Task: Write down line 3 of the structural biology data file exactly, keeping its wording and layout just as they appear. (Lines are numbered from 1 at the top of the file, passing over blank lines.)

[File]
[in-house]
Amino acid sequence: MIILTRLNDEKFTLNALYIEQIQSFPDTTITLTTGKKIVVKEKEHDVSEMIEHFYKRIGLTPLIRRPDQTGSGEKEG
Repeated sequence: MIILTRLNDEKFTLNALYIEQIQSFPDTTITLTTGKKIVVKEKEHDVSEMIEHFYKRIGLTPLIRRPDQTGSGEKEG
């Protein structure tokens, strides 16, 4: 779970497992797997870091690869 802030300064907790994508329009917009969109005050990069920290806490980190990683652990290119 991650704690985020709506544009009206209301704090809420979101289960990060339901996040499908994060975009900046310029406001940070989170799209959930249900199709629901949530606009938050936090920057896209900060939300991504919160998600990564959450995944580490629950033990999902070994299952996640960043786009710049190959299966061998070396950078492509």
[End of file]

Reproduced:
Repeated sequence: MIILTRLNDEKFTLNALYIEQIQSFPDTTITLTTGKKIVVKEKEHDVSEMIEHFYKRIGLTPLIRRPDQTGSGEKEG